Second Marriages, Death and Joint Tenancy

Married spouses often hold real estate in joint tenancy, as opposed to tenants in common. The principle of joint tenancy is that both parties own the property as an undivided whole and, immediately upon the death of one, the surviving joint tenant acquires an undivided 100% interest in the property. The property never falls into the estate of the deceased joint tenant, so the provisions of the deceased’s Will aren’t relevant.

Joint tenancy is to be contrasted with owning property as tenants in common, where, after death, each owner’s respective interest in the property devolves to their individual estates and gets distributed according to the terms of their Wills, or the laws of intestacy.

In cases where an individual has children from a previous marriage who want to inherit from their parent’s estate, these children might argue against the operation of the right of survivorship with respect to a jointly-held asset like the matrimonial home.

It’s possible to sever a joint tenancy. For real property, you can transfer the property from yourself to yourself, thereby constituting notice on title that you have unilaterally severed the joint tenancy. You can also argue that the parties no longer intended to treat their ownership of the property as an undivided whole. This intention or conduct must be mutual (unlike registering a severance on title which is clearly a unilateral act).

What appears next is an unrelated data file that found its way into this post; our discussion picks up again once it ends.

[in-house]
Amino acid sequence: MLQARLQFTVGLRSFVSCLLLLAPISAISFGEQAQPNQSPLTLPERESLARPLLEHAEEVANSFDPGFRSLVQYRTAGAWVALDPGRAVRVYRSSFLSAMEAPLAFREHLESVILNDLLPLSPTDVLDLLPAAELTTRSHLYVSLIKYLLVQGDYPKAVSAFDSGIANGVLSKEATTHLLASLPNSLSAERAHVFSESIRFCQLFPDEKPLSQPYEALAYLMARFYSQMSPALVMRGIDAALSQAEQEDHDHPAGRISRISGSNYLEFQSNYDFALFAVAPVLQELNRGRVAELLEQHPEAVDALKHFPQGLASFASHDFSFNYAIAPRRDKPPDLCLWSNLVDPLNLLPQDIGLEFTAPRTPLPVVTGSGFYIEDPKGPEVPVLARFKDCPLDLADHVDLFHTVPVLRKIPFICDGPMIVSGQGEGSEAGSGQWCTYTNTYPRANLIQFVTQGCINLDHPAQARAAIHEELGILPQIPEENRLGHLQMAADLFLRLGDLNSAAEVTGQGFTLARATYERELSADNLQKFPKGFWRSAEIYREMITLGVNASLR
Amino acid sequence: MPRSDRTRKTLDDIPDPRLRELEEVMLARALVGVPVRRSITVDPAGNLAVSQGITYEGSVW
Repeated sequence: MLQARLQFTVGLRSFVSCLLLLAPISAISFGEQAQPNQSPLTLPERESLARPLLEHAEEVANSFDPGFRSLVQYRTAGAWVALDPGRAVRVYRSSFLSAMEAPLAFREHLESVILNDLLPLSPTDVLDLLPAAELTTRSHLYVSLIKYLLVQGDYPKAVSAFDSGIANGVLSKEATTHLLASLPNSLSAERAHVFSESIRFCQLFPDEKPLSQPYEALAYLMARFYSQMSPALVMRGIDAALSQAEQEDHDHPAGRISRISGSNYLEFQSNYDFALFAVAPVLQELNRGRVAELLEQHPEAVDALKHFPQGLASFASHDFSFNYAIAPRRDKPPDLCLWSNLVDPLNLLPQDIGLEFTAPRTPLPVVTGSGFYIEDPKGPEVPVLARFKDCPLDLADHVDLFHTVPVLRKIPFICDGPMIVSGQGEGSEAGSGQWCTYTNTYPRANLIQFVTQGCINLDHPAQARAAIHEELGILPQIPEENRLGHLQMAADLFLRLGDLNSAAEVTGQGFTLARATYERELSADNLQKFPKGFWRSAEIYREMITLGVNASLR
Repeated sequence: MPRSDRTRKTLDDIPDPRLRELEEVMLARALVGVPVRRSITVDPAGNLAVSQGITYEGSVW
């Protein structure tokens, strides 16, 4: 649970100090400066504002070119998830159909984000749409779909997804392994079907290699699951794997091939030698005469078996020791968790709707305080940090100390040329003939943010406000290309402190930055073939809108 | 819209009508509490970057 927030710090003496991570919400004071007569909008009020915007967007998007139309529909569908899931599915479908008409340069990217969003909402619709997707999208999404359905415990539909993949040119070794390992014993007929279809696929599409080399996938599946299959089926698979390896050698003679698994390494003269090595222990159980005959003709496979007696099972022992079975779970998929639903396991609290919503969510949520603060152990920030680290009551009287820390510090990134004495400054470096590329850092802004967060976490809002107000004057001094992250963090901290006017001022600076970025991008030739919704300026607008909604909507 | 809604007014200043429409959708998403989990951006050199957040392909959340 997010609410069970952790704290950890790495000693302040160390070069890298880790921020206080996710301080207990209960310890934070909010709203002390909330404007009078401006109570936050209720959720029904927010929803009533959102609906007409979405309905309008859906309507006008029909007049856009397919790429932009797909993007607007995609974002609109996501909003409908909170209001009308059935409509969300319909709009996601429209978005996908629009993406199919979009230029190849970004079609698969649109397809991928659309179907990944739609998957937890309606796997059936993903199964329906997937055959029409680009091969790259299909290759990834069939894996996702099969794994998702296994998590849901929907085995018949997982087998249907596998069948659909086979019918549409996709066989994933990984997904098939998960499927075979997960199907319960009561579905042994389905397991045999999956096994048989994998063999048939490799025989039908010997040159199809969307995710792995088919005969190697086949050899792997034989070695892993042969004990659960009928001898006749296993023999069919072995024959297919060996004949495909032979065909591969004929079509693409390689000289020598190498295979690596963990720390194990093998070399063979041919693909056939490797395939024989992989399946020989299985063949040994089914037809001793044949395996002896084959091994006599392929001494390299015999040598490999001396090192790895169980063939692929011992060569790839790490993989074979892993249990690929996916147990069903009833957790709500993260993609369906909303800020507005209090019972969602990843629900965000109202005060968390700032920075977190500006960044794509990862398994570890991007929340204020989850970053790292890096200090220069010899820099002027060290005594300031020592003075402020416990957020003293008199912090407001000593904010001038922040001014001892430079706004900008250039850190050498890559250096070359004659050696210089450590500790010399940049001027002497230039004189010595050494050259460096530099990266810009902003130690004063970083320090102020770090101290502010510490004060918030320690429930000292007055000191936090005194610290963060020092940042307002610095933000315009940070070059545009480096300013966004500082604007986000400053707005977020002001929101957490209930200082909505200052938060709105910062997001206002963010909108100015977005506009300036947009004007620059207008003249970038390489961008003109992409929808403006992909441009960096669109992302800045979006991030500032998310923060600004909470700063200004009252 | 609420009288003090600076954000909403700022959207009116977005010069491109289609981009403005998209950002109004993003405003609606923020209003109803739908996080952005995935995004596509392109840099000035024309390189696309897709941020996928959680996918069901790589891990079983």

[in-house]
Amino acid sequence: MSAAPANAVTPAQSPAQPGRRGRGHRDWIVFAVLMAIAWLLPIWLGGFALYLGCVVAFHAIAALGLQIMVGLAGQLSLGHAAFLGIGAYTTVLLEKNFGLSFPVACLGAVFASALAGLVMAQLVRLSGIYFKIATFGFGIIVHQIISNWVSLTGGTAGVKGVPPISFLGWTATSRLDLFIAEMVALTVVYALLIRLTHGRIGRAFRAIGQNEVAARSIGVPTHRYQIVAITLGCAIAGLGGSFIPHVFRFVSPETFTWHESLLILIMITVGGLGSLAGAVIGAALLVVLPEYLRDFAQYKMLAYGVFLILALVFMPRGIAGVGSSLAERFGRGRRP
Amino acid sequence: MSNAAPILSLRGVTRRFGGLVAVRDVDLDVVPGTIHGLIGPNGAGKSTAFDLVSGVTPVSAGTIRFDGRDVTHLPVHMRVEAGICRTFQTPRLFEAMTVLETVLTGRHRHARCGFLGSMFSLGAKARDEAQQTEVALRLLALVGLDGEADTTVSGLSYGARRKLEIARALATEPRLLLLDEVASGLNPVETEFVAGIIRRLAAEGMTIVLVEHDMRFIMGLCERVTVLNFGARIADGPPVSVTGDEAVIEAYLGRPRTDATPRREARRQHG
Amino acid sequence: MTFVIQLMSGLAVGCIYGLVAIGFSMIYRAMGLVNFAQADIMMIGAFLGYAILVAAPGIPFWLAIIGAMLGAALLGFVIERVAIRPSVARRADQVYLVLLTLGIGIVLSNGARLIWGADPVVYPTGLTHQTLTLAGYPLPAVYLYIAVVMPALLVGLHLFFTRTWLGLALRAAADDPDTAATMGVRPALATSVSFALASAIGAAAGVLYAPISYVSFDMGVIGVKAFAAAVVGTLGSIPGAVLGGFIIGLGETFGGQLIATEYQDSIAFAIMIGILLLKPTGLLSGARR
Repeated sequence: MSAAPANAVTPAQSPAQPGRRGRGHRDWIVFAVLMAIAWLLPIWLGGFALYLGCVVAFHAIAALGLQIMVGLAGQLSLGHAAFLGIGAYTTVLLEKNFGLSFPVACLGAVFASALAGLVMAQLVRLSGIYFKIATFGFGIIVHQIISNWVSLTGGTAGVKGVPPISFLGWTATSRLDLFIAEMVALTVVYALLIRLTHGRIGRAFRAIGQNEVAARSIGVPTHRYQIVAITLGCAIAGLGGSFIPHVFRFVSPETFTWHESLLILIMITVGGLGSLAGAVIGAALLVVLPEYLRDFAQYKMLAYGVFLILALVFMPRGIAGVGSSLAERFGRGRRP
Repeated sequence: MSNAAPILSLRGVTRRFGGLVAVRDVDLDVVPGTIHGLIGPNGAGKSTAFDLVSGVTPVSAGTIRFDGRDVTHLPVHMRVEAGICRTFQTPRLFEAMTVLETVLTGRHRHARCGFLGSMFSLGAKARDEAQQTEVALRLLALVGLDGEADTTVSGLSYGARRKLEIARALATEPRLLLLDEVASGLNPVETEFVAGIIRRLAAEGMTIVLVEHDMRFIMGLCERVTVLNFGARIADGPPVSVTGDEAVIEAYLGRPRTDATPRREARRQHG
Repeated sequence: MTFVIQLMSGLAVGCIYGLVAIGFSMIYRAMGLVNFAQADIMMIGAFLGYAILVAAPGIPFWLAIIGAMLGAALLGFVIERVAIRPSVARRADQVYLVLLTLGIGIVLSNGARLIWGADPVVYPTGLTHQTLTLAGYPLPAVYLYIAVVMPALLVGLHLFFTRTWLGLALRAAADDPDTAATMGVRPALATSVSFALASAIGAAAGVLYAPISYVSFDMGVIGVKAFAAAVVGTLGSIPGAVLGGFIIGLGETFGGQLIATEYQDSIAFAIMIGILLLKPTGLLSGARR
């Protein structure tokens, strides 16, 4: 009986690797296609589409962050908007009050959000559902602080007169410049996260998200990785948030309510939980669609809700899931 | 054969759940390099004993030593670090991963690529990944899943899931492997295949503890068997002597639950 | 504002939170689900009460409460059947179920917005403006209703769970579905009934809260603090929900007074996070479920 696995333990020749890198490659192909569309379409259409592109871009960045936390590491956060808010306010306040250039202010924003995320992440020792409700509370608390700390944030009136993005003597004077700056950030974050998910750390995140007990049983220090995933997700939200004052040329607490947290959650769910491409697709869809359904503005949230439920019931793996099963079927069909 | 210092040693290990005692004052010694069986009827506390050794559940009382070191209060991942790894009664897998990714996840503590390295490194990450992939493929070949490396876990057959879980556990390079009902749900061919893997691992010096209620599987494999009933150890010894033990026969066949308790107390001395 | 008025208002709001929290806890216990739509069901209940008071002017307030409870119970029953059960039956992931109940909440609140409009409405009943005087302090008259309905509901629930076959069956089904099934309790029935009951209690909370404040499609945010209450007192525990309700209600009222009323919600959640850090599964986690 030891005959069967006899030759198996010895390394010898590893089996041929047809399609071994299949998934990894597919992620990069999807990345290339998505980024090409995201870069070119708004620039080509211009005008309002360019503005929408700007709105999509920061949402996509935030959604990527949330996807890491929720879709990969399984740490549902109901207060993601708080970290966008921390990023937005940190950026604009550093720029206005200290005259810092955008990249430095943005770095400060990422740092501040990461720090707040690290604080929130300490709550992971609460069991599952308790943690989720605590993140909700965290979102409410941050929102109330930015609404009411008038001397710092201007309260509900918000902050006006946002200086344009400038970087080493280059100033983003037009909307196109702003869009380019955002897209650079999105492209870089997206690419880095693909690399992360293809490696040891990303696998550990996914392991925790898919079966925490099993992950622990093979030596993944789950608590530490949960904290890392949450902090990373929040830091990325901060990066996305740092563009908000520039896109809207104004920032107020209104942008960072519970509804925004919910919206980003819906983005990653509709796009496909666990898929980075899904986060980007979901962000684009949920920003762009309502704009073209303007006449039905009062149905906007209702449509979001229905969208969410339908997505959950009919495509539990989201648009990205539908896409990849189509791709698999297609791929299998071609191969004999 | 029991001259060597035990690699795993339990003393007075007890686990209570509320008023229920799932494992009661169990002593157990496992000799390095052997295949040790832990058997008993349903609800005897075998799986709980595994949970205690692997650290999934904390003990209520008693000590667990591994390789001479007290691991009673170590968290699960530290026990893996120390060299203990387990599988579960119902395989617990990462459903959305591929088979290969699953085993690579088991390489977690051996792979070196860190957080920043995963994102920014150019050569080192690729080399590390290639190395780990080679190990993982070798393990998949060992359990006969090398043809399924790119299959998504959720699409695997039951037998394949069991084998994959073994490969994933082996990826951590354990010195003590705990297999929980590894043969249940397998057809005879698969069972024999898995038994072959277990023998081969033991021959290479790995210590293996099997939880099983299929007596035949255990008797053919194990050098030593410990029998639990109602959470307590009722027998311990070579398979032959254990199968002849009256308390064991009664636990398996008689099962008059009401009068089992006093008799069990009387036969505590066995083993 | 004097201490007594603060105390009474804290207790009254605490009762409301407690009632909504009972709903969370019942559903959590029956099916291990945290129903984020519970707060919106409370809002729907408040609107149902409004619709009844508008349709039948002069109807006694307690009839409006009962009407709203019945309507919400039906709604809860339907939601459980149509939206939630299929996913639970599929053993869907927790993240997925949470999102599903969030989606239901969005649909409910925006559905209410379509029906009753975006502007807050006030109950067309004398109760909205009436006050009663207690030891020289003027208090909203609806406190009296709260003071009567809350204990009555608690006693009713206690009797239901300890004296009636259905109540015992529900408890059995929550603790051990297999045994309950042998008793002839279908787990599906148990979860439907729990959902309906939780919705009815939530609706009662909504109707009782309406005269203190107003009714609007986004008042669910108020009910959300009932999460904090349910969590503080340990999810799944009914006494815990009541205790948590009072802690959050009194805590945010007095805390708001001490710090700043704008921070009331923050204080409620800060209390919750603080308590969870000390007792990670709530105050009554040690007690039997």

In Hansen v. Hansen, a married couple were in the process of separating and dividing up their assets when the husband died. The husband had already removed his wife as a beneficiary under his Will. The wife, who had moved out of the matrimonial home, argued that she was entitled, by right of survivorship, to ownership of this house.

The husband’s children disagreed, claiming that neither party considered the house to be owned in joint tenancy following the separation. The Court of Appeal found that considering the parties were negotiating the division of the family assets at the time of the husband’s death, they both intended to divide their interests in the home. By their mutual conduct, therefore, the joint tenancy had been severed. Based on the facts of this case, it might be hard to argue that any joint tenancy survives a separation.